This article is reposted from the old WordPress incarnation of Not Exactly Rocket Science.
For decades, anthropologists have debated over why pygmies have evolved to be short. Amid theories about their jungle homes and lack of food, new research suggests that we have been looking at the problem from the wrong angle. The diminutive stature of pygmies is not a direct adaptation to their environment, but the side-effect of an evolutionary push to start having children earlier.
Andrea Migliano at the University of Cambridge suggests that pygmies have opted for a ‘live fast, die short’ strategy. Their short lives gives them very limited time as potential parents, and they have adapted by becoming sexually mature at a young age. That puts a brake on their pubescent growth spurts, leaving them with shorter adult heights.
Pygmies are technically defined as groups of people whose men are, on average, shorter than 155cm (or 5 feet and an inch for the Imperial-minded). Strictly speaking, the word is restricted to several ethnic groups of African hunter-gatherers, like the Aka, Efe and Mbuti. But the world is surprisingly replete with shorter-than-average groups who also bear the colloquial moniker of pygmies, including some from Brazil, Bolivia, South-East Asia and Papua New Guinea.
The earlier explanations for a short stature worked for some of these groups, but they could never account for all of them. Some scientists suggested that smaller people move more easily through dense jungles, but some pygmies live outside forests. Other theorised that they could maintain their body temperature more easily, but many live in cool and dry climes.
One of the more popular theories put forward by Jared Diamond suggested that small people are more resilient to starvation and malnourishment when food becomes scarce. But this can’t be the whole story for Africa groups like the Turkana and Massai manage to be some of the tallest people on Earth despite facing similarly unstable food supplies!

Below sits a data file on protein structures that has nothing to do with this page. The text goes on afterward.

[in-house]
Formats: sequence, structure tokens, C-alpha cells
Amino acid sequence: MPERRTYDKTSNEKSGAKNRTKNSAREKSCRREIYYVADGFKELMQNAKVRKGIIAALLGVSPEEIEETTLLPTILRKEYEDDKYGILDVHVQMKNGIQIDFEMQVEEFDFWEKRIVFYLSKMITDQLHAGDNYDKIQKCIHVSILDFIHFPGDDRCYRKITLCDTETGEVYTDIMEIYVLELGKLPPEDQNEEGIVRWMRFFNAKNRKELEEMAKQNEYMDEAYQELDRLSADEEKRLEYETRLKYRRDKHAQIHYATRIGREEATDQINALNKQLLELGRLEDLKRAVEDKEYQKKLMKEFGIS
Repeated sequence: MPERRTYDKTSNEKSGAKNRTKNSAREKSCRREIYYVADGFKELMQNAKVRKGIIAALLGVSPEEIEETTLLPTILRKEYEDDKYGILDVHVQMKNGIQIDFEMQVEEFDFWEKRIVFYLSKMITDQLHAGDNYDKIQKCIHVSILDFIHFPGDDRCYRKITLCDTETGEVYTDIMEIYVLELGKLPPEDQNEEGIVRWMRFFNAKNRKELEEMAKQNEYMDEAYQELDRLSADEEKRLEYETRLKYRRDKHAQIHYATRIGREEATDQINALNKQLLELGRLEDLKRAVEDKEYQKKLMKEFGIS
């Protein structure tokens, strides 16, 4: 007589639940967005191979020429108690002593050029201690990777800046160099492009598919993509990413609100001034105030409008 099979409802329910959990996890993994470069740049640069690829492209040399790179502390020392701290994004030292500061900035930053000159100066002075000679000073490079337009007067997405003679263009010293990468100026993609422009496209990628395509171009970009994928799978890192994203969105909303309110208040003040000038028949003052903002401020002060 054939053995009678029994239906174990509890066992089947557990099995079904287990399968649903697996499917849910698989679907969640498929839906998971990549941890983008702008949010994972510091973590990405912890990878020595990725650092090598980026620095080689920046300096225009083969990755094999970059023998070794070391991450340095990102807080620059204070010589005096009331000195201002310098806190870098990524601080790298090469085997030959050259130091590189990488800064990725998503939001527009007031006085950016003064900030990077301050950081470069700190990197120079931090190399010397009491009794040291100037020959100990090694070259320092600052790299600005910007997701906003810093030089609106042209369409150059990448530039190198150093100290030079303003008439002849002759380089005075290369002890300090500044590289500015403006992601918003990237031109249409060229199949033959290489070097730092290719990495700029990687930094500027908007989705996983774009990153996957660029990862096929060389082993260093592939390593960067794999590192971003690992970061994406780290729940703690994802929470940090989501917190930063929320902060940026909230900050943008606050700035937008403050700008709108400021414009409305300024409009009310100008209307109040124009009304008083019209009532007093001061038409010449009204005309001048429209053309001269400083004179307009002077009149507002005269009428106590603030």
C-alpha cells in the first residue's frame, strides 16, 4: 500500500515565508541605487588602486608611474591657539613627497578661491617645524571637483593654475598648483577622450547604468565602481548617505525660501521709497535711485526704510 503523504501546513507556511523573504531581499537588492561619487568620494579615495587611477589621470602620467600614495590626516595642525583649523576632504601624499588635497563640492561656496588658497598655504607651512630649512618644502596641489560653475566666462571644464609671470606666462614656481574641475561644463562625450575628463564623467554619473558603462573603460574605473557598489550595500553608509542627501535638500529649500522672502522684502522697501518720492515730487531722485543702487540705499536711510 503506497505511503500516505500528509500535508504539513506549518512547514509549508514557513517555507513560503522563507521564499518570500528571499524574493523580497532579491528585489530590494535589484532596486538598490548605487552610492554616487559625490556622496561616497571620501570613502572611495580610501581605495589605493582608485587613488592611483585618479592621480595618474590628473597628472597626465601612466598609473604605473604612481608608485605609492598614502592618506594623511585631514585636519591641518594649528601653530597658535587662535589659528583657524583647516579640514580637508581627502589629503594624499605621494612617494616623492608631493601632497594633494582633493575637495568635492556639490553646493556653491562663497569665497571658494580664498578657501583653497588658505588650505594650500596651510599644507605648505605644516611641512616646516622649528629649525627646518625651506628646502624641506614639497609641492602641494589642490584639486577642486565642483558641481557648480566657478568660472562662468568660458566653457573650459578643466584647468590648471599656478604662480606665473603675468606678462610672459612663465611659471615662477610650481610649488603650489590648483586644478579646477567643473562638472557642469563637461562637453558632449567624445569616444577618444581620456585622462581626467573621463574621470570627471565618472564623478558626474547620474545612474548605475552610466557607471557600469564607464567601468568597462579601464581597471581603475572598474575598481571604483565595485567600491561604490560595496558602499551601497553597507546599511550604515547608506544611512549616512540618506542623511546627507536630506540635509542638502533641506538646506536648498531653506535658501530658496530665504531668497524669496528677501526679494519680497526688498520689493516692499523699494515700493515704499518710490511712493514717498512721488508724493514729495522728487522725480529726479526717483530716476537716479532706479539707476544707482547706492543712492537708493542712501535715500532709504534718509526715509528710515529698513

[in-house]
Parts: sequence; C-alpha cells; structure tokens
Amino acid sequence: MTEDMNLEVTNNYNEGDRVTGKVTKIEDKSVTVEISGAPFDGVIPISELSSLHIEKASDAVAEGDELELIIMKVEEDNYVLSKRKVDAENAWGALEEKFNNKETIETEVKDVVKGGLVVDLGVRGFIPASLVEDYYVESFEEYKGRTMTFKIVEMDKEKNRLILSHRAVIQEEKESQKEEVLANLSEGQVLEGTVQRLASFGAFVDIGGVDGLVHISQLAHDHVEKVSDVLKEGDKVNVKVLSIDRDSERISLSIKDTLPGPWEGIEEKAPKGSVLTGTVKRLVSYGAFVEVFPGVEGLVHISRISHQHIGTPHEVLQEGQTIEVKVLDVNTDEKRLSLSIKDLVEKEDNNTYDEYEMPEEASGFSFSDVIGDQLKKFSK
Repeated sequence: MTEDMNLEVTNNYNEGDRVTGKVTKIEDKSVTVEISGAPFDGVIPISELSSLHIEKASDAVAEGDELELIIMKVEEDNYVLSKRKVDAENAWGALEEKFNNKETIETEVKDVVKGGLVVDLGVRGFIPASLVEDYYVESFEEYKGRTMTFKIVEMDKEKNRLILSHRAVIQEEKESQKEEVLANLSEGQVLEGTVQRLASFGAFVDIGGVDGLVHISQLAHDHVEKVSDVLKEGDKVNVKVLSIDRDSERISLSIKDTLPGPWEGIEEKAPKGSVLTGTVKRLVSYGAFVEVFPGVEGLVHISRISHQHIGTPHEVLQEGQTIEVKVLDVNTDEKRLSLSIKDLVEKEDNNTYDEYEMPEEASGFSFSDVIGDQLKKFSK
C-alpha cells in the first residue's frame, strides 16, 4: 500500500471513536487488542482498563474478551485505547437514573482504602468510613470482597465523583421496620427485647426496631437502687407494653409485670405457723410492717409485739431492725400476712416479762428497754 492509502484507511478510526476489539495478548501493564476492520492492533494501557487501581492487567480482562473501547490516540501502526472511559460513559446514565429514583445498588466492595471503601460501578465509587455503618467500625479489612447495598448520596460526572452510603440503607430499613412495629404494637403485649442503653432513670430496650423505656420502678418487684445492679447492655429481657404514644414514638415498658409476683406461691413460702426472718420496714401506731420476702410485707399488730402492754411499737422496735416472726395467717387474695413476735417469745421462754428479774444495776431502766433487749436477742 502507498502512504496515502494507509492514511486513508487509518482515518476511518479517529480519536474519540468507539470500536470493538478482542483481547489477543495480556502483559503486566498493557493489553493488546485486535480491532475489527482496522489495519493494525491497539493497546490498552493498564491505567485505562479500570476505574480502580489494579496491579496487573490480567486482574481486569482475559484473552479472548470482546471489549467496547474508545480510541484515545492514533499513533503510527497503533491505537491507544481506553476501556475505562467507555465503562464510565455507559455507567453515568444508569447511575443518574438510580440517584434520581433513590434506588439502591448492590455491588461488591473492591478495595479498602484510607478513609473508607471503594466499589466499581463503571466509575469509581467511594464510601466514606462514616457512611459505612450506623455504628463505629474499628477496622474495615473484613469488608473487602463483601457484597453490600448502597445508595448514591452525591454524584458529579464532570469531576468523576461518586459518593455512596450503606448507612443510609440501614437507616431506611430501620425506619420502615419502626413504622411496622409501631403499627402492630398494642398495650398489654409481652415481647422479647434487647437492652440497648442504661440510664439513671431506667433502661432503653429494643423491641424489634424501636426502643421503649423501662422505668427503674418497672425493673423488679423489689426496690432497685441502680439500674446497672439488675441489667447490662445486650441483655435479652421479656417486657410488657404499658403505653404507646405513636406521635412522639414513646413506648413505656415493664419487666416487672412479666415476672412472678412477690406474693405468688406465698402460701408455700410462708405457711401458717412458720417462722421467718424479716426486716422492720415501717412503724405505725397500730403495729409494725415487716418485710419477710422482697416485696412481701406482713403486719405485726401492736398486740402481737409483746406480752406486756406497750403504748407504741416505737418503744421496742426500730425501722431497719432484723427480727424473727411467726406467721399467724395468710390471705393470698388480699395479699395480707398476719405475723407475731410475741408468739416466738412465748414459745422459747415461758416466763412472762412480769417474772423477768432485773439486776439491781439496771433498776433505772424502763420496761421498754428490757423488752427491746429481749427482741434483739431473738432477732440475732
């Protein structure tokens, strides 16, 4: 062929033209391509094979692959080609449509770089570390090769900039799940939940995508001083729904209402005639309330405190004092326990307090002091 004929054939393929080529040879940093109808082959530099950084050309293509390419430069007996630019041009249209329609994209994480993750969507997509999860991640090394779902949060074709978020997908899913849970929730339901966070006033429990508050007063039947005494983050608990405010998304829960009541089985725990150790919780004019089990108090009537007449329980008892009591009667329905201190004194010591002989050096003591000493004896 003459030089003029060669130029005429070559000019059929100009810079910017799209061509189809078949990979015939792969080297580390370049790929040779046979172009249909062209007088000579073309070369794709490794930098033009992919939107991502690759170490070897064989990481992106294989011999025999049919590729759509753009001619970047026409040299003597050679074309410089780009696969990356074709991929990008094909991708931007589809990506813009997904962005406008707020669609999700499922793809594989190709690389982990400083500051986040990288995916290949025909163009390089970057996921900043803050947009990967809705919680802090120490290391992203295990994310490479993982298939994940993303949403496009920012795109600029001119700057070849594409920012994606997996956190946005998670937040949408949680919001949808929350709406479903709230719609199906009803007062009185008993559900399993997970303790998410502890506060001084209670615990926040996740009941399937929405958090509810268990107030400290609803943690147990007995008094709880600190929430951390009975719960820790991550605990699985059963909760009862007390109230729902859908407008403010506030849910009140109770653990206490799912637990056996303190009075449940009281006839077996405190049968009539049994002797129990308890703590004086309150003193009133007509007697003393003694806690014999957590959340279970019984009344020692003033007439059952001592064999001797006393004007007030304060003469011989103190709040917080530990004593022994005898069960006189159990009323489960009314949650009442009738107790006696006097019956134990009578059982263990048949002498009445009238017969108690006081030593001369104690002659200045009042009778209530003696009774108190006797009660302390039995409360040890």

Migliano found more evidence against this theory by comparing the growth patterns of three groups of genuine pygmies – the Filipino Aeta and Agta, and the central African Biaka – with the shortest Americans, whose malnourished childhoods landed them in the bottom 0.01% of the population in terms of adult height.
Together with Lucio Vinicius and Marta Lahr, she found that the true pygmies grew slightly more slowly than the undernourished Americans, their growth spurts ended much earlier, at age 12 rather than 15. Typically, groups who lack free-flowing calories grow slowly over a long time – the pygmies’ pattern matched the first part but not the second. The pygmies’ growth curves disproved the malnutrition idea, but their lifespan pointed Migliano towards a better explanation.
Pygmies around the world are short in life expectancy as well as height, with the average adult dying at 16-24 years of age. Only 30-50% of children survive to the age of 15 and less than a third of women live to see menopause at 37. Taller African groups like the Ache or Turkana have lower adult mortality and twice the average lifespan, and compared to them, the pygmies’ pattern is closer to that of chimps.
Migliano argues that their early deaths are the driving force behind both their small size and their shorter growth spurts. It pays pygmies to divert resources away from growth and towards having children as early as possible, to compensate for their limited years. Indeed, Migliano found that they reach a peak of fertility earlier than taller groups.
In general, people who grow taller and larger tend to be more fertile and have larger and more capable offspring. That’s obviously advantageous but not if adult mortality is so low that you may not get a chance to have children at all. In this perilous situation, natural selection favours those who mature and reproduce early, to the cost of their growth.
Migliano’s theory has one important missing piece that needs to be filled in – why do many pygmies die early? It is here that the other earlier explanations for their short size may come in, including tropical diseases, thick jungle environments, hot climates and poor nutrition. None of these factors alone can account for pygmy evolution around the world, but Migliano speculates that one or more of them could lower the life expectancies of different populations.
If she’s right, it means that small body size could be an example of convergent evolution, where different groups of people in disparate parts of the globe independently evolved similar solutions to the shared problem of short and hazardous lives.
Reference: Migliano, A.B., Vinicius, L., Lahr, M.M. (2007). Life history trade-offs explain the evolution of human pygmies. Proceedings of the National Academy of Sciences DOI: 10.1073/pnas.0708024105
More on human evolution:
- Gut bacteria in Japanese people borrowed sushi-digesting genes from ocean bacteria
- Africa’s genetic diversity revealed by full genomes of a Bushman and a Tutu
- Did conflict between old and young women drive origin of menopause?
- Did a gene enhancer humanise our thumbs?
- RNA gene separates human brains from chimpanzees
- Orang-utan study suggests that upright walking may have started in the trees
- Renovating a runt – the extreme evolution of the Y chromosome